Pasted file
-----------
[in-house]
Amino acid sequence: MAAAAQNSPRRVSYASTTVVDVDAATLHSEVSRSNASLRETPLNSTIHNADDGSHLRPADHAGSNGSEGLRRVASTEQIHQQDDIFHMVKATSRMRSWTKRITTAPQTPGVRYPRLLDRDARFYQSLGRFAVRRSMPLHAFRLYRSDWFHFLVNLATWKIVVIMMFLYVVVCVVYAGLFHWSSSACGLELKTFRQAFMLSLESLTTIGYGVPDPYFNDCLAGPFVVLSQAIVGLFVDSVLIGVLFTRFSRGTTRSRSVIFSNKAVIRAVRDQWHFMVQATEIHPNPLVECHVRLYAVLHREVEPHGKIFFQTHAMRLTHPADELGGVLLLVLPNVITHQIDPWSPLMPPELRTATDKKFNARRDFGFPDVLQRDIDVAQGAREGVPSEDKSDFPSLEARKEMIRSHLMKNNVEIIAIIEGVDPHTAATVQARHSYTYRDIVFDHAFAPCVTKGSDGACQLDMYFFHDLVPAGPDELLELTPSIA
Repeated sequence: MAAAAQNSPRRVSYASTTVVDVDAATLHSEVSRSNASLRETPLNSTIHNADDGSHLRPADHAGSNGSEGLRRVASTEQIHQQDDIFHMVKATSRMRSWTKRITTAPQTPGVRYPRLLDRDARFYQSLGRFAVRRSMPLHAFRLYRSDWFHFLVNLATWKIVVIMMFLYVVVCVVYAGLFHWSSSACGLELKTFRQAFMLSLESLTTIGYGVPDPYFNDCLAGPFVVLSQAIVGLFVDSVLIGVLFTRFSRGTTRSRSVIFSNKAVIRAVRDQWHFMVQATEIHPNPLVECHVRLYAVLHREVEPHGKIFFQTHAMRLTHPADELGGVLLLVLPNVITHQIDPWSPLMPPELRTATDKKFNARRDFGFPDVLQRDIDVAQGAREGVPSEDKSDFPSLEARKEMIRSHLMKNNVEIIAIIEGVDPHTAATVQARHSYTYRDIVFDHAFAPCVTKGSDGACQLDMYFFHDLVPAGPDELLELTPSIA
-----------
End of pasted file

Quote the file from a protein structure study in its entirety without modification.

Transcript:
[in-house]
Amino acid sequence: MAAAAQNSPRRVSYASTTVVDVDAATLHSEVSRSNASLRETPLNSTIHNADDGSHLRPADHAGSNGSEGLRRVASTEQIHQQDDIFHMVKATSRMRSWTKRITTAPQTPGVRYPRLLDRDARFYQSLGRFAVRRSMPLHAFRLYRSDWFHFLVNLATWKIVVIMMFLYVVVCVVYAGLFHWSSSACGLELKTFRQAFMLSLESLTTIGYGVPDPYFNDCLAGPFVVLSQAIVGLFVDSVLIGVLFTRFSRGTTRSRSVIFSNKAVIRAVRDQWHFMVQATEIHPNPLVECHVRLYAVLHREVEPHGKIFFQTHAMRLTHPADELGGVLLLVLPNVITHQIDPWSPLMPPELRTATDKKFNARRDFGFPDVLQRDIDVAQGAREGVPSEDKSDFPSLEARKEMIRSHLMKNNVEIIAIIEGVDPHTAATVQARHSYTYRDIVFDHAFAPCVTKGSDGACQLDMYFFHDLVPAGPDELLELTPSIA
Repeated sequence: MAAAAQNSPRRVSYASTTVVDVDAATLHSEVSRSNASLRETPLNSTIHNADDGSHLRPADHAGSNGSEGLRRVASTEQIHQQDDIFHMVKATSRMRSWTKRITTAPQTPGVRYPRLLDRDARFYQSLGRFAVRRSMPLHAFRLYRSDWFHFLVNLATWKIVVIMMFLYVVVCVVYAGLFHWSSSACGLELKTFRQAFMLSLESLTTIGYGVPDPYFNDCLAGPFVVLSQAIVGLFVDSVLIGVLFTRFSRGTTRSRSVIFSNKAVIRAVRDQWHFMVQATEIHPNPLVECHVRLYAVLHREVEPHGKIFFQTHAMRLTHPADELGGVLLLVLPNVITHQIDPWSPLMPPELRTATDKKFNARRDFGFPDVLQRDIDVAQGAREGVPSEDKSDFPSLEARKEMIRSHLMKNNVEIIAIIEGVDPHTAATVQARHSYTYRDIVFDHAFAPCVTKGSDGACQLDMYFFHDLVPAGPDELLELTPSIA